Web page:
CFP: MANCEPT workshop: The New Dignity

Submission deadline: May 31, 2024

Conference date(s):
September 4, 2024 - September 6, 2024

Go to the conference's page

Conference Venue:

Department of Politics, University of Manchester, MANCEPT
Manchester, United Kingdom

Topic areas


In response to widespread skepticism about the meaning and theoretical utility of traditional notions of human dignity (voiced, for example, by Ruth Macklin, Samuel Moyn, Stephen Pinker, Michael Rosen, Andrea Sangiovanni, Peter Singer, among many others) a new wave of work seeking to rethink concepts of dignity and their political relevance has sprung up. Recent events, especially the conflict in Gaza, and South Africa’s pending ICJ case charging Israel with genocide, add new urgency to this revitalized debate about human dignity. Leading figures in that debate include Charles Beitz, Colin Bird, Nick Bostrom, Remy Debes, Robin Dillon, Adam Etinson, George Kateb, Suzy Killmister, John Tasioulas, Jeremy Waldron, and Ariel Zylberman. Although all see enduring value in at least some dignitarian categories, these theorists differ widely on how they should be interpreted, conceptualized, and applied in political and legal contexts. Some wish to salvage elements of more traditional concepts of human dignity, while others urge a wholesale revision. This new thinking about dignity has accordingly unsettled long-standing assumptions, and opened new questions. Perhaps human dignity is better construed as a social relation than simply as an inherent property of the individual that grounds their (human?) rights? Perhaps it is fragile and vulnerable, rather than the fixed and unchanging quality traditional accounts have stressed? Perhaps dignitarian claims are less about moral and/or equal status, and more how human worth or value is socially expressed and recognized, in a variety of contexts?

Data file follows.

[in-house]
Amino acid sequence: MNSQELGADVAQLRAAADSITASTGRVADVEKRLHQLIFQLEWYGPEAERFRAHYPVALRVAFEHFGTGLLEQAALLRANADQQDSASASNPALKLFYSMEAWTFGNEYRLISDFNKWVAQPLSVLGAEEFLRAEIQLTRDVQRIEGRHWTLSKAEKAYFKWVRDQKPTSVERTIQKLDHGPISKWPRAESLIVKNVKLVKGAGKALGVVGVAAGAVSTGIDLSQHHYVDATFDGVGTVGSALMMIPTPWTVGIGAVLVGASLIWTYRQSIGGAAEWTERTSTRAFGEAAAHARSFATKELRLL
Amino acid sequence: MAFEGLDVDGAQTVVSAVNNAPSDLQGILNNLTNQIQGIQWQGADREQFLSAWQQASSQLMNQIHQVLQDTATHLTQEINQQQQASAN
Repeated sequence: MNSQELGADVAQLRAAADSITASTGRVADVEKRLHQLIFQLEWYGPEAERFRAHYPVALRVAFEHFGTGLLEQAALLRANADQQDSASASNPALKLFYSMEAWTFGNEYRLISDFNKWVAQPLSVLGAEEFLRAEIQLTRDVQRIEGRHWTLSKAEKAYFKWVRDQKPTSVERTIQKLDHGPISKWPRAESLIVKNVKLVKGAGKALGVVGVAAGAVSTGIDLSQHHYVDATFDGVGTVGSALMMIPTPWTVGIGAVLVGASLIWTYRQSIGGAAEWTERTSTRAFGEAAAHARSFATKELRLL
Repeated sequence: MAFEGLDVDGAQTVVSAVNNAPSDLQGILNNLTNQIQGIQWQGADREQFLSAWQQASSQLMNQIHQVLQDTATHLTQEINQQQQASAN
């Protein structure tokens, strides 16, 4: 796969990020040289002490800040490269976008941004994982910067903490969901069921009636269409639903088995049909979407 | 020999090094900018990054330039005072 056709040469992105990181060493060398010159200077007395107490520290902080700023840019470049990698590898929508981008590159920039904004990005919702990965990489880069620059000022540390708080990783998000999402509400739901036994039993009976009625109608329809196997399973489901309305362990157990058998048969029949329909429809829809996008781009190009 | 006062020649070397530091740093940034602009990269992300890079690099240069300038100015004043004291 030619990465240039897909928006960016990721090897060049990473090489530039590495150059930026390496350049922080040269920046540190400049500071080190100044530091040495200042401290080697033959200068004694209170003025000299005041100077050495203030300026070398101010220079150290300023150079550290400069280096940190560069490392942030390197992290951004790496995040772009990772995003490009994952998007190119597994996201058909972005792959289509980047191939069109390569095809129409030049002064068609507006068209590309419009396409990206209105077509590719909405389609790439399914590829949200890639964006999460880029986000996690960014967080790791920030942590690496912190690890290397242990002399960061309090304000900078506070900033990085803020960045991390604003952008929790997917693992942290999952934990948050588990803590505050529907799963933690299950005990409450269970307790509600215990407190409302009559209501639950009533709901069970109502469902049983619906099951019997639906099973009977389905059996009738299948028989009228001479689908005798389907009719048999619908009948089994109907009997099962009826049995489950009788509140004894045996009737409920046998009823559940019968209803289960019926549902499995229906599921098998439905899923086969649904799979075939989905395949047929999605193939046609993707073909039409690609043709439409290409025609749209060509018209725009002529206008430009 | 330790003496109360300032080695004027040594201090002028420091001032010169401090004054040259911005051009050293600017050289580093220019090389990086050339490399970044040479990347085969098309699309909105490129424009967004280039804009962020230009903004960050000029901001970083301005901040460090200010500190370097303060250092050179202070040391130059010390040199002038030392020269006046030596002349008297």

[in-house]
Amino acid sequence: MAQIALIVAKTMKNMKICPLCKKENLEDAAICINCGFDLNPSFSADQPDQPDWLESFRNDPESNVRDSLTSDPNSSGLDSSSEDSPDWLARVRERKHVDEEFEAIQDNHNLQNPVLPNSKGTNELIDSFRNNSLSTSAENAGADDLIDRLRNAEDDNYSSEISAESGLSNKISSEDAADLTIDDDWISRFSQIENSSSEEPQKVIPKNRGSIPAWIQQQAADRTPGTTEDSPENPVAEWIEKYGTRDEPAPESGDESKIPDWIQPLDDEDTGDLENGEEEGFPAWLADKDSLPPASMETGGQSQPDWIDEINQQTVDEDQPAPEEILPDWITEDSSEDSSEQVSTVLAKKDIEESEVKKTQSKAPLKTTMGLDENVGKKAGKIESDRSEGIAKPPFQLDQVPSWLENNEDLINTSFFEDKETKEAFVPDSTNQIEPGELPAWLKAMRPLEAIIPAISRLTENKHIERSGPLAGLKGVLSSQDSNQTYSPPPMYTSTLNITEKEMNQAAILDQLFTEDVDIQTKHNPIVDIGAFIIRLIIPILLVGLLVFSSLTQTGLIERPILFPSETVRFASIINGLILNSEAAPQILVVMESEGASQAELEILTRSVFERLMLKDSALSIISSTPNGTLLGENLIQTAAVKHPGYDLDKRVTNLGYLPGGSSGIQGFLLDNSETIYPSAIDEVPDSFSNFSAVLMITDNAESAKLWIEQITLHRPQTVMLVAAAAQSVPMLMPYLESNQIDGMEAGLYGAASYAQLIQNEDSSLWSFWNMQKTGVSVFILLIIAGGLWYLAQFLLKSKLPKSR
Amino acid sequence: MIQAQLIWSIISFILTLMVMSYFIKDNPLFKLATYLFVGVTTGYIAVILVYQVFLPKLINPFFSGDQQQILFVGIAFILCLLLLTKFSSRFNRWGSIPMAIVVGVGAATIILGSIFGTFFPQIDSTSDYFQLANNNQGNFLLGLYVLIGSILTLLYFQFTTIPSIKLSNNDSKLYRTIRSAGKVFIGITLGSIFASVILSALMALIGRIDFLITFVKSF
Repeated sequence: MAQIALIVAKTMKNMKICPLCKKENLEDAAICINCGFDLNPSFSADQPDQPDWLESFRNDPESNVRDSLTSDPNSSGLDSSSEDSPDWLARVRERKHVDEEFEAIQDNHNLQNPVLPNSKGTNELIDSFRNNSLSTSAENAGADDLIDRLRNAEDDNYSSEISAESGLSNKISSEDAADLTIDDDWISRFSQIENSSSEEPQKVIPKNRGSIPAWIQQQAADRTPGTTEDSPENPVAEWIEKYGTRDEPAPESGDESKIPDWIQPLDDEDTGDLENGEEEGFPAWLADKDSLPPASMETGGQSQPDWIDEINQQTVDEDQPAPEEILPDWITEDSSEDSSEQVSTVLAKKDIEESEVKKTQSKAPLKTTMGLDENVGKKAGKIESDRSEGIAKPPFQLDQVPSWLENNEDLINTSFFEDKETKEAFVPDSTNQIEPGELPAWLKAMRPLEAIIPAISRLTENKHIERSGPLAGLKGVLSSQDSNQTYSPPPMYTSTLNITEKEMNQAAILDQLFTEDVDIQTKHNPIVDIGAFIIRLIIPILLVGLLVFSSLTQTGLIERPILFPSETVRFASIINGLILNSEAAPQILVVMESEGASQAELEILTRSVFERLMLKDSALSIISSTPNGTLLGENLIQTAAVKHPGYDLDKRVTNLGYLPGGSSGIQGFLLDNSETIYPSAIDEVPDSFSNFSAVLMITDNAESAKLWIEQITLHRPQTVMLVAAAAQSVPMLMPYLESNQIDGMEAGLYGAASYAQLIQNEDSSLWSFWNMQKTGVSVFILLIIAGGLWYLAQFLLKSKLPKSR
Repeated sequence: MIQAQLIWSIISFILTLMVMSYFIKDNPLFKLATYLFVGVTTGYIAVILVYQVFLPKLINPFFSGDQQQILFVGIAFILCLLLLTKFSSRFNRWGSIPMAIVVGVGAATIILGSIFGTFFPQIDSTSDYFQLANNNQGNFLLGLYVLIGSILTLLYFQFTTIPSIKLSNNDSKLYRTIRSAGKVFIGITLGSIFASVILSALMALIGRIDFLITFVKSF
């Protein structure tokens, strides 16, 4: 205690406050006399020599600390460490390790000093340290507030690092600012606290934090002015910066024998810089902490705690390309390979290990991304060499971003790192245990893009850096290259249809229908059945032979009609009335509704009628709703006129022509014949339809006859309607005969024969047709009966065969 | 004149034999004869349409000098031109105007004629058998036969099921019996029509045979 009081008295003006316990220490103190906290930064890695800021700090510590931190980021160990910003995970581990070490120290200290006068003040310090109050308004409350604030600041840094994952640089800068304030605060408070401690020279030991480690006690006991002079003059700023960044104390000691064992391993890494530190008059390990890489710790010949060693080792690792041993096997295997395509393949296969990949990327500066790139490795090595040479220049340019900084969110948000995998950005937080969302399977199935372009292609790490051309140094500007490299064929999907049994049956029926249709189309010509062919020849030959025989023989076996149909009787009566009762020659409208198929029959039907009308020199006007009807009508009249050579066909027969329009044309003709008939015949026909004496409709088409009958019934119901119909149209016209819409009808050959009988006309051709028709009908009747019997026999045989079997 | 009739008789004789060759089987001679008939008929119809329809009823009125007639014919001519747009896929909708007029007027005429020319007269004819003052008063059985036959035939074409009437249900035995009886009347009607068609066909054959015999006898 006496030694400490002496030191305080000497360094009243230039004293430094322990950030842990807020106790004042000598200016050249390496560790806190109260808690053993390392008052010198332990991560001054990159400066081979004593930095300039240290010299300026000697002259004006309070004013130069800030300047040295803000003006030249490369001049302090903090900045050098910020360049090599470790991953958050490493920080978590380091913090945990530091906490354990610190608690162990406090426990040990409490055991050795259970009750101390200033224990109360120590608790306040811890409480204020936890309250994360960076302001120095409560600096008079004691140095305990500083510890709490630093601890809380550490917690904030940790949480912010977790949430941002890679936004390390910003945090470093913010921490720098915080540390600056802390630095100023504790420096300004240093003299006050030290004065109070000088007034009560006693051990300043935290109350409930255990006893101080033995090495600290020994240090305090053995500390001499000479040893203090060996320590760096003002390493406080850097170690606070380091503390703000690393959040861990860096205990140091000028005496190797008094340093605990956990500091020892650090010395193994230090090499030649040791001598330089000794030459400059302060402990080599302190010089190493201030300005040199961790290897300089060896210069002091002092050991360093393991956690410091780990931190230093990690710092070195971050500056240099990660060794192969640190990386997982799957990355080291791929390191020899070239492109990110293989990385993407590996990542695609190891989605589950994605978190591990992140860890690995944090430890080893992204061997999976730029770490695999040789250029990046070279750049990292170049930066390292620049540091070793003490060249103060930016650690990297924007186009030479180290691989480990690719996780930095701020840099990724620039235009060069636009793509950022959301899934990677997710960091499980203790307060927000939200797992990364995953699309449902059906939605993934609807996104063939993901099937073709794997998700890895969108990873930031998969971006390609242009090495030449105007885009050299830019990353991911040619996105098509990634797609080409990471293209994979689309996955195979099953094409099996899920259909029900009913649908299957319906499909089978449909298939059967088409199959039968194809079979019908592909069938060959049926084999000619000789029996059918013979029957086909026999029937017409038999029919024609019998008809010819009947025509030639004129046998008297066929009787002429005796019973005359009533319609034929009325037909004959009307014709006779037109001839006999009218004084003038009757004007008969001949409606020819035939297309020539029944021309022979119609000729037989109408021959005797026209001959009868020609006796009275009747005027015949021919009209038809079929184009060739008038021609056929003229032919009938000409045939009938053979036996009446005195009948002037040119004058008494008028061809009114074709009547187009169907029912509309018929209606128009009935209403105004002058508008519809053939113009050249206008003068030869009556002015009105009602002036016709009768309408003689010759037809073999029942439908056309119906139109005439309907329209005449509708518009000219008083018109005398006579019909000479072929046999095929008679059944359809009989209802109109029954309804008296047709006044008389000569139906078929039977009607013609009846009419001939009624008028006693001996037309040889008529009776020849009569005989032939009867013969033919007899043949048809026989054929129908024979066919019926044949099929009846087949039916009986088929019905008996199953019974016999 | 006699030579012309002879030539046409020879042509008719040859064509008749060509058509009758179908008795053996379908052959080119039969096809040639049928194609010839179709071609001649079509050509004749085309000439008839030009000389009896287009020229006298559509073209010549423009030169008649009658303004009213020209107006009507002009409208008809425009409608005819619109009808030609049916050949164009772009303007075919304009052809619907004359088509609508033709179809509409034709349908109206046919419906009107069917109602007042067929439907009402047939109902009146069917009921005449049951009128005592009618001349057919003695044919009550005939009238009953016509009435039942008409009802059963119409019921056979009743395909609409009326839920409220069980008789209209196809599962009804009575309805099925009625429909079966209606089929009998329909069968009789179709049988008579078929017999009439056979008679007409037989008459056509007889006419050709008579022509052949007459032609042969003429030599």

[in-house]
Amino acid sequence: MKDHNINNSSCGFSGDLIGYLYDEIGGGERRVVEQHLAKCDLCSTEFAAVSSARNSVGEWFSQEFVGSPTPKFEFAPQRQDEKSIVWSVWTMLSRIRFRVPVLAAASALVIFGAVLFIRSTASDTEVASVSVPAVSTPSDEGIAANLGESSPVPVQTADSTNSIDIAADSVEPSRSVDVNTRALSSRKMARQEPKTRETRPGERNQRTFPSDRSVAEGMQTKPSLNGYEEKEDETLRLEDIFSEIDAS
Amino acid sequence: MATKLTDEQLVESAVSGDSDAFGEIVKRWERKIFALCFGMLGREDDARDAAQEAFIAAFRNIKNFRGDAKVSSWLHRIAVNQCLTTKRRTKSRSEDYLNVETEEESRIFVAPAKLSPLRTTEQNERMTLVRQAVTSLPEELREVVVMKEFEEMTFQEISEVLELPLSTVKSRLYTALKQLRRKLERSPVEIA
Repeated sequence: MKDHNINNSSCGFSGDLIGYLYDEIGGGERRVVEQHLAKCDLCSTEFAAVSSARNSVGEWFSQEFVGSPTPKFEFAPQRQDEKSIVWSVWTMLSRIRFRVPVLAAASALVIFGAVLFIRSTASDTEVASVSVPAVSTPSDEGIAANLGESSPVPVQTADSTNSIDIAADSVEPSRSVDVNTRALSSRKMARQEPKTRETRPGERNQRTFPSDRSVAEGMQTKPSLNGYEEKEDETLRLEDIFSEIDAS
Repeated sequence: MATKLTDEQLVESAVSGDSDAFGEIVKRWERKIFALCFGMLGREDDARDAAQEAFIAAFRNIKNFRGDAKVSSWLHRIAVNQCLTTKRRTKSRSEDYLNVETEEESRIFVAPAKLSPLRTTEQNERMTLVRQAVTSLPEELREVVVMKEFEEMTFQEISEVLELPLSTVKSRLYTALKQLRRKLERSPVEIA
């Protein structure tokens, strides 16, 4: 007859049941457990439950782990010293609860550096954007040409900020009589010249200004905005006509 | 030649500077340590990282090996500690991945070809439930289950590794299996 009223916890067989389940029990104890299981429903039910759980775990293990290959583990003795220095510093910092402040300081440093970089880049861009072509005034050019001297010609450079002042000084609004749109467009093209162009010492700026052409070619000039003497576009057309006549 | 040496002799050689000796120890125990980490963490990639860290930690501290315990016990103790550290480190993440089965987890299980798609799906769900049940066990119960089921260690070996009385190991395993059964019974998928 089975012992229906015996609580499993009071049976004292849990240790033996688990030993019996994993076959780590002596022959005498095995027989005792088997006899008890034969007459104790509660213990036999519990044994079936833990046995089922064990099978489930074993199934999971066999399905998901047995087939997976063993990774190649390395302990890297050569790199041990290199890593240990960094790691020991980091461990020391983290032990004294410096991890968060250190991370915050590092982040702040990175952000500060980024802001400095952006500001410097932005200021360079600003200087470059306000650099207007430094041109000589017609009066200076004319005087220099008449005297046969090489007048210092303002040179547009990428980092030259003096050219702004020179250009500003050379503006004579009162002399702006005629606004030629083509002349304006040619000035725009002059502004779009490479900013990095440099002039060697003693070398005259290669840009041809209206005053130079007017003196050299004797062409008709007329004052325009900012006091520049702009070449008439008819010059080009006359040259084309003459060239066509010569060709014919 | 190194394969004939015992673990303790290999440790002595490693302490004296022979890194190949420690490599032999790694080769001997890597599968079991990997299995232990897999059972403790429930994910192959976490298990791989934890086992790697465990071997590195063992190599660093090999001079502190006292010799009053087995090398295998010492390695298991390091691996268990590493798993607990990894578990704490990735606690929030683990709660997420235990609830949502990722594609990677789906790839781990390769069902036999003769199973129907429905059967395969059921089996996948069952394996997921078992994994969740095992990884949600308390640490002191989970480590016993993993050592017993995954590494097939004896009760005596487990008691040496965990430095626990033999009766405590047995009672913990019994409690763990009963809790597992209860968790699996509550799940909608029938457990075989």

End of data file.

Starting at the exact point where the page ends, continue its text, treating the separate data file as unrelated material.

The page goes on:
With the “contours of human dignity” (to use Killmister’s term) newly up for grabs, we invite abstracts of no more than 500 words, for a presentation of approx. 30 minutes addressing any pertinent aspect of this reinvigorated debate about the political significance of human dignity. We especially encourage papers on the following issues, although this is in no sense an exhaustive list:

·      nonWestern concepts of dignity, and their applicability to contemporary political issues

·      the suitability of human dignity, with its universalist overtones, as a lens for thinking about the oppression, marginalization, and dehumanization of particularized identity-groups

·      the democratic credentials of human dignity: does it require democracy? If so, in what form? When and how can democratic practices enhance or endanger human dignity?

·      The relation between human dignity and concepts of tolerance and respect: if assaults on human dignity often seem to mark the outer limit of the “tolerable,” what are the implications of a commitment to dignity for a tolerant society? If respect (strongly tied into the idea of dignity) requires that we do more than merely tolerate difference, are human dignity and tolerance in tension?

·      The role of human dignity in assessing economic arrangements, especially charges of workplace exploitation and domination, and the increasing reliance on Artificial Intelligence in the workplace and beyond.

·       Human dignity and non-human animals: does the concept of human dignity presuppose human supremacy, and if so is it instrumental in the oppression of non-human animals?

·      Human dignity and international law or human rights.

Please email your abstract to [email protected] and [email protected] by the end of the day on May 31st.

We will notify successful applicants by June 21st. If you are a graduate student, MANCEPT has a small number of fee-waiver bursaries for which you can apply after acceptance (the deadline is June 28th).  Please note that the 2024 MANCEPT workshops will be entirely in person events.

NB you will need to register for MANCEPT to attend this event.

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